Upon the Department of Labor’s certification of the AEC, the employer will file an immigrant petition (Form I-140) with the United States Citizenship & Immigration Services (USCIS) to classify the employee under an employment-based category that will grant the employee eligibility to apply for permanent resident status. The Employer will be required to provide confirmation that it has and had the ability to pay the offered salary since the priority date was established (i.e. since the filing of the AEC with DOL).

Petitions will be filed under either the Eb2 or Eb3 categories. Normally, the employee will qualify for either “third preference, Eb3” as a professional with a bachelor’s degree, being offered a permanent position requiring such a degree, or “second preference, Eb2” where the position requires and the employee has an advanced degree (Master’s degree or higher).

Due to a change in regulations that went into effect on July 31, 2002, simultaneously with the I-140 filing, the employee may file, with USCIS, an application requesting adjustment of status in the United States to permanent resident status (Form-485) for him/herself and eligible family members. This is available only if the applicant’s priority date is current. Updated visa availability information can be found at: A visa must be available (i.e. priority date current) at the time the adjustment of status application is filed and at the time USCIS is ready to adjudicate the application.

During the pendency of the adjustment application(s), the employee and eligible family members may obtain employment authorization and permission to travel, called advance parole. However, each case must be evaluated on its own merit.

Documents needed at this stage include the following:

  1. Birth Certificate for all applicants; secondary evidence may be acceptable if no birth record is available upon issuance of government statement specifying there is no record of birth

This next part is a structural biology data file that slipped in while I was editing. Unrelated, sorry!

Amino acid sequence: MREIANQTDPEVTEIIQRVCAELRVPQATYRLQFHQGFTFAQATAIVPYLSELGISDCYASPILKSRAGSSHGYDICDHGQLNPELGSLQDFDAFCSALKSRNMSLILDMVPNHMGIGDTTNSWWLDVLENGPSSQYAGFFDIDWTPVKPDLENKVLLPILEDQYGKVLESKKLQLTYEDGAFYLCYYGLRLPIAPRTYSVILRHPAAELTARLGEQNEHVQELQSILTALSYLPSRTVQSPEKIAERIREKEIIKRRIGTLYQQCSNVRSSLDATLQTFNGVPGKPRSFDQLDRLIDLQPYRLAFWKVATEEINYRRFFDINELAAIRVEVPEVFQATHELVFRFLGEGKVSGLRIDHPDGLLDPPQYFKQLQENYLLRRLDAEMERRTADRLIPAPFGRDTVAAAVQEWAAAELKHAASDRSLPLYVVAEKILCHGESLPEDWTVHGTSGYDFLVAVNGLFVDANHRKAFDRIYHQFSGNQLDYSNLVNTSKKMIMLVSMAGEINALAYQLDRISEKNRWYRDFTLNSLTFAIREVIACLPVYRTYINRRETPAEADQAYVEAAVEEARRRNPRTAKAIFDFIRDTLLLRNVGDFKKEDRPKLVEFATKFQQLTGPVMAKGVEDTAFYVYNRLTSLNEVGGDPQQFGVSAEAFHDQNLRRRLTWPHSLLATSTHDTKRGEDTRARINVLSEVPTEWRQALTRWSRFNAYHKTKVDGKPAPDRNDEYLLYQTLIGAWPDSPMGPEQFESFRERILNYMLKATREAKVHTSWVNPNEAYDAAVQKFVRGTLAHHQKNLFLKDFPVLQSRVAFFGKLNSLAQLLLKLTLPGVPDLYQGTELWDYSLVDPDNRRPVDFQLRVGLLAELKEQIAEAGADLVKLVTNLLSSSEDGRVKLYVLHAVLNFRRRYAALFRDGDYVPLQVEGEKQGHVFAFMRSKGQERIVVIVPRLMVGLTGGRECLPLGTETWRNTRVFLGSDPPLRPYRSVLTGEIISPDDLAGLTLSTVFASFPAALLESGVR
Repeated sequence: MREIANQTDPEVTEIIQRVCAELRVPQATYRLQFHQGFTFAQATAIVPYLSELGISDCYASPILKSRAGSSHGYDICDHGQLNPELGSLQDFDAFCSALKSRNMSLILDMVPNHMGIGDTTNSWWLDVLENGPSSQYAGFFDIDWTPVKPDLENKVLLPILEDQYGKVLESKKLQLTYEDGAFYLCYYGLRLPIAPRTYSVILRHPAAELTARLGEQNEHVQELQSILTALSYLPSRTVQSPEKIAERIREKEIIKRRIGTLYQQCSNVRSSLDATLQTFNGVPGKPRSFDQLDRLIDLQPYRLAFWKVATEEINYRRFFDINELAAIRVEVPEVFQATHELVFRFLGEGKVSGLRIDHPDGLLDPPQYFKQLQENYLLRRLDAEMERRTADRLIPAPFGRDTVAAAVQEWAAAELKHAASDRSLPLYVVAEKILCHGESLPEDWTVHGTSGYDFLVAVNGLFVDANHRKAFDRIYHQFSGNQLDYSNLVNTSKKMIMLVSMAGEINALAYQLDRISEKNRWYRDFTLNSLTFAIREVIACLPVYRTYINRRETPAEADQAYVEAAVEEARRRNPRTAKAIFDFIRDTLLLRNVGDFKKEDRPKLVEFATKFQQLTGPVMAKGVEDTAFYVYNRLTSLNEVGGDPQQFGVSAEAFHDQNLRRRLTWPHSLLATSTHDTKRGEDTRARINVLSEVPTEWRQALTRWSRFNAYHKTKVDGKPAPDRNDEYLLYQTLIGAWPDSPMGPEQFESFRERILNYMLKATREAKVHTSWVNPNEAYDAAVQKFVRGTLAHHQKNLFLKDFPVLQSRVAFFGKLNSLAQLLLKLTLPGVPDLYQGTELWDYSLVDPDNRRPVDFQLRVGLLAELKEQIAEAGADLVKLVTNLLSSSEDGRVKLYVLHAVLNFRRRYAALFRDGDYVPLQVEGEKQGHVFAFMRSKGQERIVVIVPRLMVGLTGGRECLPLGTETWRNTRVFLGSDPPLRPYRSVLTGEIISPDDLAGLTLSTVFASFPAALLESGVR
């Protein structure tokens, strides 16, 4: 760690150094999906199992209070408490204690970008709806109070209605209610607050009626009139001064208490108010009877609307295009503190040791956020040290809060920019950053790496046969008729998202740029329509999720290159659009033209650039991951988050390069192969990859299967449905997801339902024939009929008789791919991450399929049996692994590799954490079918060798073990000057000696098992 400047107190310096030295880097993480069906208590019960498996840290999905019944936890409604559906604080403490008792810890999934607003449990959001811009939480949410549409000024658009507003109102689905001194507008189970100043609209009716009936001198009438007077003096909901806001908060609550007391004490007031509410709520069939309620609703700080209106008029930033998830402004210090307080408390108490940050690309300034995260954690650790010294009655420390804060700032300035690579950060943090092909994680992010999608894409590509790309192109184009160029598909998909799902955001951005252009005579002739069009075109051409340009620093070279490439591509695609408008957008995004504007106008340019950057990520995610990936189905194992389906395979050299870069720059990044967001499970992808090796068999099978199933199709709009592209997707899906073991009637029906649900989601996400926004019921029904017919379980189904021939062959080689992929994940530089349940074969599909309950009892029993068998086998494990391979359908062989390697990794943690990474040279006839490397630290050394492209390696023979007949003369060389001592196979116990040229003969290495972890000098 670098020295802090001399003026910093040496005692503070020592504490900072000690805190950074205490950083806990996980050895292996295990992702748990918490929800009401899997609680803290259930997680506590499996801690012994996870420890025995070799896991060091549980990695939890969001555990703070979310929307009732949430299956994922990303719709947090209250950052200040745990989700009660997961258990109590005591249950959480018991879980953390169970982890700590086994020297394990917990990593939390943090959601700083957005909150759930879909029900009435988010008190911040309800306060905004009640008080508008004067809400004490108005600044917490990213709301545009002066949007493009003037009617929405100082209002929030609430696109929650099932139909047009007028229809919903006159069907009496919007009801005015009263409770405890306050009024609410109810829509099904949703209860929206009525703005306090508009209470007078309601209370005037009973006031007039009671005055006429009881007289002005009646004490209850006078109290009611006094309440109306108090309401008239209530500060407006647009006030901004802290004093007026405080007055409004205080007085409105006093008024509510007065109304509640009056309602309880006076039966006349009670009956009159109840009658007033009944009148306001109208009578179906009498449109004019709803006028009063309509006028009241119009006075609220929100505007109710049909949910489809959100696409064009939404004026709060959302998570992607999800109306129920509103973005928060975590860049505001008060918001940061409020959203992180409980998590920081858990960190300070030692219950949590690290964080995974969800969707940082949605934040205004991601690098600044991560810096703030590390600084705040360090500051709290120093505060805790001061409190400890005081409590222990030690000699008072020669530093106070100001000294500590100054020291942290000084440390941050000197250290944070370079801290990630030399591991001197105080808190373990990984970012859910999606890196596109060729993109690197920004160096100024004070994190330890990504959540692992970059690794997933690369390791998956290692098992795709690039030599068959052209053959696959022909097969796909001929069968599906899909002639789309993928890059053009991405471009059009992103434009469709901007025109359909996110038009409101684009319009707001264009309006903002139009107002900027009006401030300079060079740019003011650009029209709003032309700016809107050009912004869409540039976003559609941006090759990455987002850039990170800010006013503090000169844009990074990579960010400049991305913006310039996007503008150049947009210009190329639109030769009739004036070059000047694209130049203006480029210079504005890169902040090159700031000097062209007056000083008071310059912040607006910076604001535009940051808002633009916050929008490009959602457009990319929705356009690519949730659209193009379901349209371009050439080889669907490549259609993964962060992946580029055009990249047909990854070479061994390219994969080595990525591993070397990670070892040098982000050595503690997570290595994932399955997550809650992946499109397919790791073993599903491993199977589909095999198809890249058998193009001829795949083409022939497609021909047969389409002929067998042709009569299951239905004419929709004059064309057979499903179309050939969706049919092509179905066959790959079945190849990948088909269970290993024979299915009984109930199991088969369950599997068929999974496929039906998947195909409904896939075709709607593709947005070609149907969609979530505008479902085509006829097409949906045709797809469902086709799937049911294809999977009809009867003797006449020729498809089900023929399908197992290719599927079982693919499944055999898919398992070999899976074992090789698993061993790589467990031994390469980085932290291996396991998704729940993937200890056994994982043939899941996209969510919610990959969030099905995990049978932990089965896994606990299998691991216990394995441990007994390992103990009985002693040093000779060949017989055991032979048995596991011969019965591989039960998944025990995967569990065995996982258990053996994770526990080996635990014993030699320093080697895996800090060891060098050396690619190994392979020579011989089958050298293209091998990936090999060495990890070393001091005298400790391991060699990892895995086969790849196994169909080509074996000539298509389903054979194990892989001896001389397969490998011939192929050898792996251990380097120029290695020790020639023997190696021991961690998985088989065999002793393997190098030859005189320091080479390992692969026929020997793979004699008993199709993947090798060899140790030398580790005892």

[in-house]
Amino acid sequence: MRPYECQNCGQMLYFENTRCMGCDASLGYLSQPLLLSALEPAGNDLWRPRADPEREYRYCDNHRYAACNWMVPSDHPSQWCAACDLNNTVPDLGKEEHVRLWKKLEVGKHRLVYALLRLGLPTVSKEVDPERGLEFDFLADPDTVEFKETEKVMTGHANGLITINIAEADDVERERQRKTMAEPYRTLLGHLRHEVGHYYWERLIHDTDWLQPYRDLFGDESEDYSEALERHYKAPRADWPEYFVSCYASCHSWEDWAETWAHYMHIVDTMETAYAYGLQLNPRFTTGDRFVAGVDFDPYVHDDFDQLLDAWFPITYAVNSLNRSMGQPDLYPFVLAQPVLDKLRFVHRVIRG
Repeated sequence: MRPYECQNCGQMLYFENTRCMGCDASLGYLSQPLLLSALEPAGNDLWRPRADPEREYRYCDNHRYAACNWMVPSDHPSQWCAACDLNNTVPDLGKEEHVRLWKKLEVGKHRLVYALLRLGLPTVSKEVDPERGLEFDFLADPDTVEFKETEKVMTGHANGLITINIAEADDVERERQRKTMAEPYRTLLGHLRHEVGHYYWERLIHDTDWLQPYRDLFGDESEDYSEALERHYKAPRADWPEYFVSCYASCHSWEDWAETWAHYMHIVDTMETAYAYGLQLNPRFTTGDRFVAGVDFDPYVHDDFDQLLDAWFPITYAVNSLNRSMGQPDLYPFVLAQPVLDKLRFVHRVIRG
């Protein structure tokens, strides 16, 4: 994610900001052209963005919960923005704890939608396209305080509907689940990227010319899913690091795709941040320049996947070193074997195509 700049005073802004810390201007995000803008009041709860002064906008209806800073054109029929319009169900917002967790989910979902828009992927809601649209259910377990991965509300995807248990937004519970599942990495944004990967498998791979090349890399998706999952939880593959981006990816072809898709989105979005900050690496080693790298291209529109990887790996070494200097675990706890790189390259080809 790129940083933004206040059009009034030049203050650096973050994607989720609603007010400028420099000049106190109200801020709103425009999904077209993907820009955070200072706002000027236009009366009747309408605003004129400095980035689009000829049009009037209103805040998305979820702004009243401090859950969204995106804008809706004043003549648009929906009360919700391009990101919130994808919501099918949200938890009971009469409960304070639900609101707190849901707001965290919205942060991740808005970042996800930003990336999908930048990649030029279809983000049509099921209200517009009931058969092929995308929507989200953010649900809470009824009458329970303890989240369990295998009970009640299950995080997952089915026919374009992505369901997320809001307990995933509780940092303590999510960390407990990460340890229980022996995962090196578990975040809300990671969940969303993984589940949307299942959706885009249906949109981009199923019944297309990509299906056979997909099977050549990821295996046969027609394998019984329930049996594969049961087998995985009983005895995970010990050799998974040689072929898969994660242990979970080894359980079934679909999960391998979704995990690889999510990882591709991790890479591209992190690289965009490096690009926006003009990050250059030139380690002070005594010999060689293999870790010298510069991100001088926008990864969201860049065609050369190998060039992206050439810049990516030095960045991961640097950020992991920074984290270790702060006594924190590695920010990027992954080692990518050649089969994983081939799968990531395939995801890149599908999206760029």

2. Marriage license
  3. Documents showing termination of previous marriage, if applicable;
    Information on obtaining marriage and birth evidence outside the U.S. can be found at:
  4. Letters confirming the work experienced required in the approved AEC. Please be aware, USCIS may also ask for tax returns and contact information of previous employers;
  5. Medical Exam from approved USCIS physician. Please note the exam is only valid for one year; please do not proceed with the medical exam until your priority date is current (i.e. visas are available). Information approved U.S. physicians can be found at:** Please obtain your vaccination/immunization records in advance. We understand if you cannot prove you have had the required vaccinations, the physicians will require you to be re-vaccinated. Effective May 3, 1997, applicants for residency status are required to provide the medical doctor with evidence of vaccinations for a variety of illnesses including mumps, measles, rubella, polio, tetanus, diphtheria toxoids, pertussis, influenza type B and hepatitis B, varicella, haemophilus influenza type B, pneumococcal and any other vaccine preventable disease which may be added to the list.
  6. Photographs – Information on photograph size can be found at:

Processing times of immigrant visa petitions and adjustment of status applications vary and you find up-to-date information on USCIS processing times at: (

Here is our Adjustment of Status questionnaire and checklist: AOS Q & CHECKLIST

Consular Processing

In the alternative, the employee may choose to file for a U.S. immigrant visa through the U.S. Consulate in his home country or in the country of last residence. The new INS rule permitting the concurrent filing of I-140 and I-485 does not apply in the context of consular processing. Processing times vary from Consulate to Consulate; please visit the Consulate’s web page for up-to-date information: ( The Consulate office will not schedule an interview unless a visa is available.